We were able to get into a top FPIES specialist, Dr. Anna Nowak-Wegrzyn in NYU. She established a firm diagnosis of FPIES and felt that all Shiri’s past digestive illnesses stemmed from her many allergies to so many foods.

It was a relief to get such a definitive diagnosis. But there really wasn’t a clear resolution despite the clear diagnosis, since the protocol for FPIES is simply to stay away from all the foods that may cause reactions. FPIES is different from regular allergic reactions because there is always at least a two-hour gap between ingesting the food and the reaction, so the connection isn’t always apparent. Plus, each body reacts differently to the foods it can’t tolerate. In Shiri’s case the reactions presented as gastro issues, but I’ve since met other mothers of kids with FPIES, and some of them have had reactions as innocuous as headaches or flu symptoms.

However, like any allergy, a slight reaction may be tolerated by the body, but a full-blown reaction like Shiri’s can cause damage in the long-term, even causing chronic conditions like colitis.

Today, Shiri is four, and we’re not trying any new foods at all. We’re just grateful to have finally found the reason for all these ups and downs, and we are working to keep her stable while getting as many nutrients as possible. Perhaps when she’s older, we may attempt again to introduce tiny amounts of safer food, though peas and other common FPIES triggers, like milk and fish, will probably always be off limits to her. But for right now, we’re just grateful to have our adorable Shiri feeling well. She’s delicious enough for us!


Sharing our journeys can bring awareness, empathy, and a sense of connection to those who’ve gone through a medical crisis. If you had a medical mystery and would like to be part of this column, please send a brief description of your story to familyfirst@mishpacha.com




FPIES — food protein-induced enterocolitis syndrome — is a food allergy that primarily affects the gastrointestinal (GI) tract. The most common FPIES food triggers are cow’s milk, soy, rice, and oats, but any food can cause FPIES symptoms. What characterizes FPIES as opposed to other food allergies is the gap of time between ingestion and then the reaction. Furthermore, often the trigger food does not show up in standard allergy tests.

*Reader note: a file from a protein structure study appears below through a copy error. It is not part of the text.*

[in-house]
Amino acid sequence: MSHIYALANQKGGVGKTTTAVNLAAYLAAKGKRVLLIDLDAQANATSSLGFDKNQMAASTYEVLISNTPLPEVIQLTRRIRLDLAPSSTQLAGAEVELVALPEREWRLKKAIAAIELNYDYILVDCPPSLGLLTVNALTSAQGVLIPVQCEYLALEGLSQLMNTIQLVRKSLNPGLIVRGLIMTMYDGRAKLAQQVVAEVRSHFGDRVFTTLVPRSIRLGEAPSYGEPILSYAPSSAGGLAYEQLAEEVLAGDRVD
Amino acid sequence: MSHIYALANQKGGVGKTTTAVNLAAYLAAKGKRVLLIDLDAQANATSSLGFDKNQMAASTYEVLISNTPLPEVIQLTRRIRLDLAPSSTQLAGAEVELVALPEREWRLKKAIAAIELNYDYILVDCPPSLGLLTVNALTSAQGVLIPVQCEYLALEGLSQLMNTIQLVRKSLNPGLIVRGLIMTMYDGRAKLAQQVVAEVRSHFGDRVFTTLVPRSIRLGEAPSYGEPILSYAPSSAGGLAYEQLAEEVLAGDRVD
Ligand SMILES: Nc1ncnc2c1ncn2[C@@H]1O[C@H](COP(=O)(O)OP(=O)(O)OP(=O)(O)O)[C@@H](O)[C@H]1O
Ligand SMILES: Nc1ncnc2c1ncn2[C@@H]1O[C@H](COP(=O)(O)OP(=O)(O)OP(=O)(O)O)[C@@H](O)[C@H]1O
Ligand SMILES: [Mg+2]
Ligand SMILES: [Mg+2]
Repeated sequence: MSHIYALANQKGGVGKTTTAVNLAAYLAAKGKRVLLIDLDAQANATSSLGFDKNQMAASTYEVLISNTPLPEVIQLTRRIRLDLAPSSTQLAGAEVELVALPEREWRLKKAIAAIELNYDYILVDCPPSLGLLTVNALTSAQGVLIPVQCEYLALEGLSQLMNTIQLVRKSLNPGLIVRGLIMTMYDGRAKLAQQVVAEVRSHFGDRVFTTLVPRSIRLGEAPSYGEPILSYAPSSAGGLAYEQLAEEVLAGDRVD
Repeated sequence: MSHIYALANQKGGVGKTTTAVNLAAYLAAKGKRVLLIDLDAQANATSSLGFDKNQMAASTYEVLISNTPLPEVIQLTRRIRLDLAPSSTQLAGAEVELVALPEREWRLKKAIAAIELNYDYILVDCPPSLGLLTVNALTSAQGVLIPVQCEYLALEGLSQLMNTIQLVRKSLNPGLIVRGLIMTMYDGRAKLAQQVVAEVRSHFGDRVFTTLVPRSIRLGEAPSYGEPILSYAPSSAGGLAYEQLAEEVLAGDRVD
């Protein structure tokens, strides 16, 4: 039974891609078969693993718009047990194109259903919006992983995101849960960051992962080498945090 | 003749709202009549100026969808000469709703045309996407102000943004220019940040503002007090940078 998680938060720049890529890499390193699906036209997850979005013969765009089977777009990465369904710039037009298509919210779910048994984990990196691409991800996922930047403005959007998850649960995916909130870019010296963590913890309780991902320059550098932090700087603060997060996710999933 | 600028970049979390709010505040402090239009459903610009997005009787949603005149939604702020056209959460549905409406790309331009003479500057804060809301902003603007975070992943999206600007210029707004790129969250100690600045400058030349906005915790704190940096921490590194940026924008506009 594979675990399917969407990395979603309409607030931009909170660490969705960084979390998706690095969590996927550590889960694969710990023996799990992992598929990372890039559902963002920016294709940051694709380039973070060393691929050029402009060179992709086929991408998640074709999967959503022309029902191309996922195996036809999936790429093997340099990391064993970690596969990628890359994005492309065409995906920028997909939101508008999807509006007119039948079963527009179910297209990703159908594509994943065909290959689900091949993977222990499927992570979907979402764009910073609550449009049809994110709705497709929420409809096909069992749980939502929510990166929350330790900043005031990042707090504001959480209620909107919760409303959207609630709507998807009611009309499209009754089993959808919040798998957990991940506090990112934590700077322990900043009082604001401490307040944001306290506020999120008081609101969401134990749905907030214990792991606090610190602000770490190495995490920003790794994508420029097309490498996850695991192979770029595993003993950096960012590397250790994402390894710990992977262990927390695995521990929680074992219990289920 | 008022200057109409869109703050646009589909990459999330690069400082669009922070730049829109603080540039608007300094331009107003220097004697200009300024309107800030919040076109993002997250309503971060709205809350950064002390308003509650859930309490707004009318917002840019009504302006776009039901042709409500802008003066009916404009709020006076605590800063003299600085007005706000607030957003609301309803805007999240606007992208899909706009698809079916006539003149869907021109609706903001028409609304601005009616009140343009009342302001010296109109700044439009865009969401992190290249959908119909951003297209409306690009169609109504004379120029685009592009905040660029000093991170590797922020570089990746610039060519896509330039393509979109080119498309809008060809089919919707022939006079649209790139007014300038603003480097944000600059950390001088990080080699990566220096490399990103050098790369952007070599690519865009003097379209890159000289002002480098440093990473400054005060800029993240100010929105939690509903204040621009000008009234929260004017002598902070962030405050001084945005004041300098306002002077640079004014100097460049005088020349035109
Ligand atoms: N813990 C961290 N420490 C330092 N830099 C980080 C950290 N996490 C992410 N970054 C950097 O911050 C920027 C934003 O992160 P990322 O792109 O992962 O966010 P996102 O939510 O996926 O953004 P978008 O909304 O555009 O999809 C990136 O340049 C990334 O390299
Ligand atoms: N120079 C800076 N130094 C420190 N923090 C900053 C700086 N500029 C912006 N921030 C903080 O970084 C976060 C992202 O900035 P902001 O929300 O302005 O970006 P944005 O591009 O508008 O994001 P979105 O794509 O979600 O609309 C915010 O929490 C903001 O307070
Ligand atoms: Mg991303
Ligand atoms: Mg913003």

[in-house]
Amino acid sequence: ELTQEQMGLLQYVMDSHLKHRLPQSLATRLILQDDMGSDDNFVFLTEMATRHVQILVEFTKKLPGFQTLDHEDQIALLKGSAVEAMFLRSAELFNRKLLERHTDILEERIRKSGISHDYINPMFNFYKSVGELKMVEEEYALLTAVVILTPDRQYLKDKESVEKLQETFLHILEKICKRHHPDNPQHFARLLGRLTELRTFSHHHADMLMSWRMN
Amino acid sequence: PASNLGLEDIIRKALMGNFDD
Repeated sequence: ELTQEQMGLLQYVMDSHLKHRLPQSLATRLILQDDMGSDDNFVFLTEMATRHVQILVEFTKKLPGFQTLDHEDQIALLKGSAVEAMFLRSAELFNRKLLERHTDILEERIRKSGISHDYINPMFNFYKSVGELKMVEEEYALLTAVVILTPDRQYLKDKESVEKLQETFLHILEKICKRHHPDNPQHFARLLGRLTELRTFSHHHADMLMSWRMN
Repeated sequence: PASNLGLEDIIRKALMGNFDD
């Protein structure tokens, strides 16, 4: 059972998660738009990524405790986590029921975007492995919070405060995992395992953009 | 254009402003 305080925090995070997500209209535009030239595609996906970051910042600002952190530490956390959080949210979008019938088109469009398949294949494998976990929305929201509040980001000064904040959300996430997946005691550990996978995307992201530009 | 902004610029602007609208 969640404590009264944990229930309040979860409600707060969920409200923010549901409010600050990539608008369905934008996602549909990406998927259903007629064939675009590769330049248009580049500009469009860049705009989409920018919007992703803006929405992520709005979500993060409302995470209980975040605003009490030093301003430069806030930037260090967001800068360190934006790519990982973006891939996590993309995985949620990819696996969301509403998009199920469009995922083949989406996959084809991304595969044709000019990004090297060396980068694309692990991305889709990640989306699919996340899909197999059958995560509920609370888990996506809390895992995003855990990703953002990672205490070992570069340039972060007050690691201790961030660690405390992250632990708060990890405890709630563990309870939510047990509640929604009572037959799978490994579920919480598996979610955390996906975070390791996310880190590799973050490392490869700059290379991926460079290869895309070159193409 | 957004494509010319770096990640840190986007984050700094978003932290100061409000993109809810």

Typical symptoms of FPIES include severe vomiting, diarrhea, and dehydration two hours after eating. These symptoms can lead to other complications, including changes in blood pressure and body temperature, lethargy, and overall failure to thrive. Generally,  infants who are bottle-fed show symptoms earlier than infants who are exclusively nursed. For nursing babies,  reactions generally only begin when other foods are added to their diet. However, there are babies who are so sensitive that they even have reactions based on the nursing mother’s diet.


Signs and Symptoms:

Symptoms of FPIES may include:

Vomiting, typically occurring two hours after ingestion

Diarrhea that begins after vomiting


Severe lethargy

Changes in blood pressure and body temperature

Body shock


Testing and Diagnosis

Diagnosing FPIES can be challenging, as is finding the specific trigger food or foods, as symptoms don’t develop immediately after ingestion. Additionally, sometimes FPIES triggers don’t show up on standard allergy tests such as a skin prick test (SPT) or a blood test that measures food IgE antibodies (RAST). A negative allergy evaluation may actually delay the FPIES diagnosis, since it’s assumed that food is not causing the reaction. Therefore, supervised trial tasting tests are generally done to figure out food triggers.

For most people, FPIES is not a lifelong condition. As the child grows older, doctors generally recommend trialing one food at a time, slowly introducing each new food.


Information from The Children’s Hospital of Philadelphia


(Originally featured in Family First, Issue 881)